Hometown: London, but members are from such far-flung locales as Brazil, Scotland and Canada.
Sounds like: Being in love. Guillemots make exuberant, big-hearted pop like Regan-era groups Prefab Sprout, The Blue Nile and The Dream Academy — without the wonky ’80s production.
Why you should care: If 2005’s I Saw Such Things in My Sleep EP and the absolutely soaring "Trains to Brazil" single are any indication, Guillemots may be 2006’s brightest hope. Rufus Wainright is a fan.
Hurdles: Prefab Sprout and the Blue Nile didn’t exactly rocket up the US charts back in the day and Guillemots’ stateside appeal seems just as unlikely, even amongst indie kids who embraced not-that-dissimilar Stars and Arcade Fire. (Work that Canadian angle, guys!) Many songs feature saxophone.
Interesting fact: The guillemot (pronounced "GILL-eh-mott," by the way) is a thin-billed bird that lays its eggs on rocky coastal cliffs.
What’s next: As yet unsigned in the US, Guillemots are heading this way for a six-date North American tour in March, including the Mercury Lounge on March 13, and stops in Toronto, Chicago, LA, San Francisco and, of course, the SXSW Music Festival.
Sounds like: A dash of prog, a dollop of early-’70s psych-folk, with some Dexy’s Midnight Runners thrown in for good measure. If Mystery Jets were from Wales, you could just say sound Welsh.
Why you should care: Signed to 679 Recordings, home of Futureheads, Annie and The Earlies; scored a slot on the Shockwaves NME Awards Tour, sharing the bill with Arctic Monkeys, Maximo Park and We Are Scientists. All three of Mystery Jets’ 2005 singles ("On My Feet," "You Can’t Fool Me Dennis," "Alas Agnes") were great, and they don’t have a post-punk bone in their body. They don’t sound like anyone else.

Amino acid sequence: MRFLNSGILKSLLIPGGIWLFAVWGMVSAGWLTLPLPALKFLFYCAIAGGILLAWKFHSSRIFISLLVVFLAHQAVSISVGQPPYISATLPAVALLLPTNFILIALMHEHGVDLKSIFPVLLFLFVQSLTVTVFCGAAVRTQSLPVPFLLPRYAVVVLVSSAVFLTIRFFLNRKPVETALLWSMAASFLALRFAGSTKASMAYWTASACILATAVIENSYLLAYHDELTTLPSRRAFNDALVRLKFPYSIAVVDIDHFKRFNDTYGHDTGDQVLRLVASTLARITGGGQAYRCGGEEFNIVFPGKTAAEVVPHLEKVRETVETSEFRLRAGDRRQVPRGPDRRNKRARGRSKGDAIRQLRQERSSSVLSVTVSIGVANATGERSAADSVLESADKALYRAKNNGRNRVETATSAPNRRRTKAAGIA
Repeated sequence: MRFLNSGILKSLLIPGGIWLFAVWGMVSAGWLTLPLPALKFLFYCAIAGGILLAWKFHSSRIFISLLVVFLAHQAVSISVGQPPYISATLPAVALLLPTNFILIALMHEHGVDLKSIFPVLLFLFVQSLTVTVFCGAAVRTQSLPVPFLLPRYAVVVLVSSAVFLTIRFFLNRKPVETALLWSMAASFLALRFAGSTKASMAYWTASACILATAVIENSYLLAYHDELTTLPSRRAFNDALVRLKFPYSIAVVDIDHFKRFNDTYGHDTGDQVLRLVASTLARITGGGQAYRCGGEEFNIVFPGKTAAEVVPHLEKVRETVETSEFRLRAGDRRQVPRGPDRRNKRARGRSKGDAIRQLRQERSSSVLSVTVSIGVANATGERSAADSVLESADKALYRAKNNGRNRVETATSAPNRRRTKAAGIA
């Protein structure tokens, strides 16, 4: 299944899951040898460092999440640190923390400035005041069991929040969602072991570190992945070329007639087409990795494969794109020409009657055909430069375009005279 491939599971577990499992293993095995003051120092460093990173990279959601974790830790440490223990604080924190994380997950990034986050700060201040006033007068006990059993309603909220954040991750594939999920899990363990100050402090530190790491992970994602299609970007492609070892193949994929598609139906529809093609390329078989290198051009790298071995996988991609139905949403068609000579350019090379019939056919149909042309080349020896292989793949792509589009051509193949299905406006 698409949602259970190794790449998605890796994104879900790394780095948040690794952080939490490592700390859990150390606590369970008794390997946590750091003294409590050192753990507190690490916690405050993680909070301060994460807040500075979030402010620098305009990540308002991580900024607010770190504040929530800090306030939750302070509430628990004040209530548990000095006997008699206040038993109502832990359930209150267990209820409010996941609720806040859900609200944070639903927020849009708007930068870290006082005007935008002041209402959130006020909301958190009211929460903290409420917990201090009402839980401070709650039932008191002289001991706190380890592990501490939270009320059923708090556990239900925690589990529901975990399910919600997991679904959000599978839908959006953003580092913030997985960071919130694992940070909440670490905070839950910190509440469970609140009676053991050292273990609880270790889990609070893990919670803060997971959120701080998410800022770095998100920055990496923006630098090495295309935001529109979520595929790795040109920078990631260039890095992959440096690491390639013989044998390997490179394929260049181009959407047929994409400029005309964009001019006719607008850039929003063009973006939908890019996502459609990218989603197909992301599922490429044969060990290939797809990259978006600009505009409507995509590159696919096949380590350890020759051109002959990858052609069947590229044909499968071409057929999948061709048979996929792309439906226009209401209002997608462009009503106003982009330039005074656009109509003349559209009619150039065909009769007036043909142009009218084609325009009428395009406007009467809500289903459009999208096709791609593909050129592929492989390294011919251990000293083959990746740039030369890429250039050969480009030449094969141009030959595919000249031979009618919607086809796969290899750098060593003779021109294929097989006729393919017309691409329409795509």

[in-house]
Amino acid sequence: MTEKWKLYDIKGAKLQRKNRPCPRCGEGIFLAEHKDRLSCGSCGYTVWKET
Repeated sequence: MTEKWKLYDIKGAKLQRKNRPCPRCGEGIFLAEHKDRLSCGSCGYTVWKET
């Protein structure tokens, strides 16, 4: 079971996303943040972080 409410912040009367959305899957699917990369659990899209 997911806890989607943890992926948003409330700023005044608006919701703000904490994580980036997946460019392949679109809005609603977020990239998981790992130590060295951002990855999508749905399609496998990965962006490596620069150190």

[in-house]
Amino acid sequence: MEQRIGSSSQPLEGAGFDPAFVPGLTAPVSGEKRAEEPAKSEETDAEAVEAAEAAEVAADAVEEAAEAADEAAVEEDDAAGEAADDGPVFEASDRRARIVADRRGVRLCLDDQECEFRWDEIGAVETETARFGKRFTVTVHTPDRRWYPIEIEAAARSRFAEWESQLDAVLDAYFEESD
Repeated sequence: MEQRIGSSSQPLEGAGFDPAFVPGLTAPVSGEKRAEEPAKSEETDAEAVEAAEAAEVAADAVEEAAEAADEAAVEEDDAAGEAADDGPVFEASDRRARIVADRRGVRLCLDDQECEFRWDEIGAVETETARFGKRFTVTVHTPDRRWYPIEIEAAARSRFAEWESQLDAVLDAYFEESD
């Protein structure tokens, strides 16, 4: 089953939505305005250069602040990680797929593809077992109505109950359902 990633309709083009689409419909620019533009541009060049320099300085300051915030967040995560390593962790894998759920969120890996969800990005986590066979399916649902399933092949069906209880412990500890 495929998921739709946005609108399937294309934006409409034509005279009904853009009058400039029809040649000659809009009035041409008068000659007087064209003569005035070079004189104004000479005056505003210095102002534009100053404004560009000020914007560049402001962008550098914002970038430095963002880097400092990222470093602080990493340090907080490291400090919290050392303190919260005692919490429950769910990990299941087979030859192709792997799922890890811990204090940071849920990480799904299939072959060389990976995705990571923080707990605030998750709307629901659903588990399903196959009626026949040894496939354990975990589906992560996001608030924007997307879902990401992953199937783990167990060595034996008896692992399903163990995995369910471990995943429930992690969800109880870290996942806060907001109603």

Hurdles: Like Guillemots, Mystery Jets may be too weird, too British for American tastes. Lead singer Blaine Harrison looks like he could be in The Levelers.
Interesting fact: Harrison’s 55-year-old father, Henry, is also in the band. Shades of Spirit, no?
What’s next? Mystery Jets’ debut, Making Dems, drops on March 6 in the UK, proceeded by single "The Boy Who Ran Away" on February 27. There’s also the aforementioned NME Shockwaves tour in the UK. The band is playing SXSW, and also hit the Mercury Lounge twice — March 24 – 25. Tickets are on sale.
Download: "Alas Agnes"
Hometown: Davyhulme, England (a suburb of Manchester)
Sounds like: Sunny, harmony-filled ’60s pop (Kinks, Beach Boys, CSNY, etc); a warmer, bouncier High Llamas; a one-man Super Furry Animals
Why you should care: Jim Noir’s home-recorded debut, Tower of Love (which culls his three out-of-print EPs), is irresistible, tuneful and clever, with odes to his computer and his favorite musical key (that would be C). Has a way with "oohs," "ahhs" and "bah bah bahs" to rival the Free Design.
Hurdles: Had never really played gigs until a month ago, so his ability to pull off the album’s charms live remains to be seen. Lyrics occasionally feel dashed-off.
Interesting fact: Often wears suits and bowler hats in official photos.
What’s next? Getting that live show together, including a date at SXSW, which, as stated above, should mean NYC too. Hopefully.
Download: "My Patch"